Montreal's was a desiring feminism
A review of 'Theory, A Sunday'
In a post-riot-grrrl world, it’s hard for those of us who were too young for the theoretical debates of the eighties to understand the amount of collective cognitive labor that was required to move us from feminism’s second wave to its third. We easily take for granted the radical cultural shifts that had to take place for Kathleen Hanna’s emergence on stage with the word ‘slut’ written on her belly to be seen as a populist punk feminist act, until we are kindly reminded otherwise. I was politely offered this “otherwise” recently by a sentence in Louise Dupré’s essay “Four Sketches for a Morphology,” in Belladonna’s recently published translation of Theory, A Sunday, originally published in French in 1988 by Éditions du remue-ménage in Montréal. When I read Dupré’s claim that “Feminism can only survive by recognizing the feminine as difference” (95), my initial reaction was, “well, yeah.” Luckily, I was alone when I thus betrayed my origins as an ungrateful and privileged adolescent of the deconstructionist nineties whose college green seemed to be nothing if not a carnivalesque sea of celebrated differences, because as I continued my read of the essays and literary work in Theory, A Sunday, it became clear that the kind of political struggle and intellectual labor in these texts made possible the relatively utopic feminist intellectual world in which I emerged as a young queer writer.
It makes sense then, that Belladonna published Theory, A Sunday as the inaugural piece in its new “Germinal Texts” series, for the text documents the kind of feminist thinking enabled by French poststructuralism. More importantly, it shows how this inquiry aided a particular group of French Canadian women writers in feminist interrogations of literary culture and of language itself. The publication also serves as an homage to the rich dialogues that have been taking place between American and Canadian women writers for several generations. In the afterword, Belladonna founder Rachel Levitsky stresses the importance of the “Canadian feminist avant-garde” for offering her a model for expanding the politics of an experimental American literary scene that, in the aftermath of Language poetry, believed “language dissonance and disruption was political in and of itself” (152–53).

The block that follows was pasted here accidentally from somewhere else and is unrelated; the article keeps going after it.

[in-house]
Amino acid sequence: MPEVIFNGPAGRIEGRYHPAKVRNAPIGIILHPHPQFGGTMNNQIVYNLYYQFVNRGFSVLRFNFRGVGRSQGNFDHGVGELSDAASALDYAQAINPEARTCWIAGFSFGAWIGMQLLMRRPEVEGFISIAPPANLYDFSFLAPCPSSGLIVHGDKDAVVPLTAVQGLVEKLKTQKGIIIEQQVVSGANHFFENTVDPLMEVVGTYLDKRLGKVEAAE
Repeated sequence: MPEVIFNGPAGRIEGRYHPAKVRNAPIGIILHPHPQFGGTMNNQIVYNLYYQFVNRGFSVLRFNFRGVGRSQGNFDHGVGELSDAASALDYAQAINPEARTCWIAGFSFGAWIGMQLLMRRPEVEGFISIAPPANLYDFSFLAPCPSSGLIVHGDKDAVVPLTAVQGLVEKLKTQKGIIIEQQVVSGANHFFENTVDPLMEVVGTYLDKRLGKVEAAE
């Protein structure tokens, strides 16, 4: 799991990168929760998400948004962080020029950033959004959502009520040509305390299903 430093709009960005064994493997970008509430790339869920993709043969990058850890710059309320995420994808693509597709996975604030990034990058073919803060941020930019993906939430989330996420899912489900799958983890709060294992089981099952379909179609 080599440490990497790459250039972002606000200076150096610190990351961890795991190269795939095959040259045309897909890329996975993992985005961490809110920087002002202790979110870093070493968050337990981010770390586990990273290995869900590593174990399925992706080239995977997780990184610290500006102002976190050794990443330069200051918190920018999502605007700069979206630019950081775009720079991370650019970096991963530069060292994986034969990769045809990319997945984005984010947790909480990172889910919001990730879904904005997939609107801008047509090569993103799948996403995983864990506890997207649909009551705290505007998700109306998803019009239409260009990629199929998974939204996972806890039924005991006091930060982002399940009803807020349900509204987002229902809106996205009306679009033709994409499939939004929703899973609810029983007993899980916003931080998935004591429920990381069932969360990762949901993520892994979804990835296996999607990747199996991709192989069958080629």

As a literary project, Theory, A Sunday presents critical and creative productions that emerged from a women writers’ study group started by Nicole Brossard in the early eighties and included Louise Cotnoir, Gail Scott, Louise Dupré, France Théoret, and Louky Bersianik, whose work make up the volume. In its multiyear effort of Sunday meetings (hence the book’s title), this group worked at defining feminist consciousness through the poststructuralist theory emerging from France. Poststructuralism’s emphasis upon the slippery nature of the sign, its ability to question philosophical binaries through its interrogation of linguistic representation, provided these writers a means by which to move beyond the essentialisms of second-wave feminism and to ponder how one might exhibit a feminist consciousness on the page. Fans of Gail Scott will be excited to read her essay “A Feminist at the Carnival” and a short work of fiction, “‘The Kiss’ of Edvard Munch, Revisited.” Scott’s meditative essay on being a female writer, a work richly layered with novelistic elements, highlights how well the narrative techniques of her novels have always served philosophical thought. Though at times the reader will feel the great gap of time between ‘now and then’ when encountering, for instance, Dupré’s mention of “the teen idol of the moment,” Madonna, this distance disappears with her interrogation, “Where is the feminism in all of this?” a question I lately feel compelled to ask each time I open up my Internet browser (91). Miley Cyrus on a flying hot dog, I believe, does not a Kathleen Hanna make, though argue with me, if you wish. It’s a slippery space. Similarly, Louky Bersianik’s piece “Aristotle’s Lantern,” with its deconstruction of the academic critical apparatus and its detrimental effects on the reception of women’s writing, interrogates and dismantles canonized patriarchal forms and reminds us, in light of our dismal twenty-first-century VIDA numbers, that, “Baby, we haven’t come (too) far.”